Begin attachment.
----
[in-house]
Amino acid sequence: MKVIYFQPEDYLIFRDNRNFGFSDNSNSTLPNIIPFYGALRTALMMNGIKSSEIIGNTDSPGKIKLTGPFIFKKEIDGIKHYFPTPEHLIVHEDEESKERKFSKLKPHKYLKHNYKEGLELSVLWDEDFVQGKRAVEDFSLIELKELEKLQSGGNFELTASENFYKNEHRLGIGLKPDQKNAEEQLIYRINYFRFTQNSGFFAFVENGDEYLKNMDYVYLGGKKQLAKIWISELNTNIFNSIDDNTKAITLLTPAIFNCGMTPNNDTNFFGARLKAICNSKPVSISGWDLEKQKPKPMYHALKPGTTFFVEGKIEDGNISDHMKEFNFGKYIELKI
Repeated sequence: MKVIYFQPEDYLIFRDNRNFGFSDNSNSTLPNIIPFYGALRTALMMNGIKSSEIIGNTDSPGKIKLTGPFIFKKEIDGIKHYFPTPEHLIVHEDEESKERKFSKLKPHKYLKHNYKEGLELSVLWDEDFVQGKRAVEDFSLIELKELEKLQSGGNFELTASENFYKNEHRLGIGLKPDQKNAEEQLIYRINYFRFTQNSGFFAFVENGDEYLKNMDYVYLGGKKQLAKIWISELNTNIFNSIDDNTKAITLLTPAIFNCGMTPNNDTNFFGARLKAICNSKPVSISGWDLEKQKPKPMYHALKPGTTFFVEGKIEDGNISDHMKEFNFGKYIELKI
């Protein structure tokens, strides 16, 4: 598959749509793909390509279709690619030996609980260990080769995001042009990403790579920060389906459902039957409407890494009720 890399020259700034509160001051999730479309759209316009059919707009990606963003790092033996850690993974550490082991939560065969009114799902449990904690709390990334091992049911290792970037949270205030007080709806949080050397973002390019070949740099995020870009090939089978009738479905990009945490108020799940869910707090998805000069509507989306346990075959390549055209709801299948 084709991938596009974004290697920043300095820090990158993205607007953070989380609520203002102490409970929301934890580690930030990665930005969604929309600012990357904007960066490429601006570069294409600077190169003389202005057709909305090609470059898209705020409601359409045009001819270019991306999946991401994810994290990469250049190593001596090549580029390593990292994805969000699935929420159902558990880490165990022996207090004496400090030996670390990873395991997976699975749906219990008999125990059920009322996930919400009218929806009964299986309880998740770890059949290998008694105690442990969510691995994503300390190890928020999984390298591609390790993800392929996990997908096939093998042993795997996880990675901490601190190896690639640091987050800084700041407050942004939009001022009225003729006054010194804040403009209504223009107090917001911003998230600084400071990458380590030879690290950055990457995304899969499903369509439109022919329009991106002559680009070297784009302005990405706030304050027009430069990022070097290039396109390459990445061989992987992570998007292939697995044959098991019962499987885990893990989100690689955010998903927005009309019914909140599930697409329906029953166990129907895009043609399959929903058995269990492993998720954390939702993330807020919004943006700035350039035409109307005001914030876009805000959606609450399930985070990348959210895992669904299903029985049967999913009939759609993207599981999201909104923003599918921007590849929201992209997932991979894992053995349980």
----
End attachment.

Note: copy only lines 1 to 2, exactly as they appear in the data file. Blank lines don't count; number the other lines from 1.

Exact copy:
[in-house]
Amino acid sequence: MKVIYFQPEDYLIFRDNRNFGFSDNSNSTLPNIIPFYGALRTALMMNGIKSSEIIGNTDSPGKIKLTGPFIFKKEIDGIKHYFPTPEHLIVHEDEESKERKFSKLKPHKYLKHNYKEGLELSVLWDEDFVQGKRAVEDFSLIELKELEKLQSGGNFELTASENFYKNEHRLGIGLKPDQKNAEEQLIYRINYFRFTQNSGFFAFVENGDEYLKNMDYVYLGGKKQLAKIWISELNTNIFNSIDDNTKAITLLTPAIFNCGMTPNNDTNFFGARLKAICNSKPVSISGWDLEKQKPKPMYHALKPGTTFFVEGKIEDGNISDHMKEFNFGKYIELKI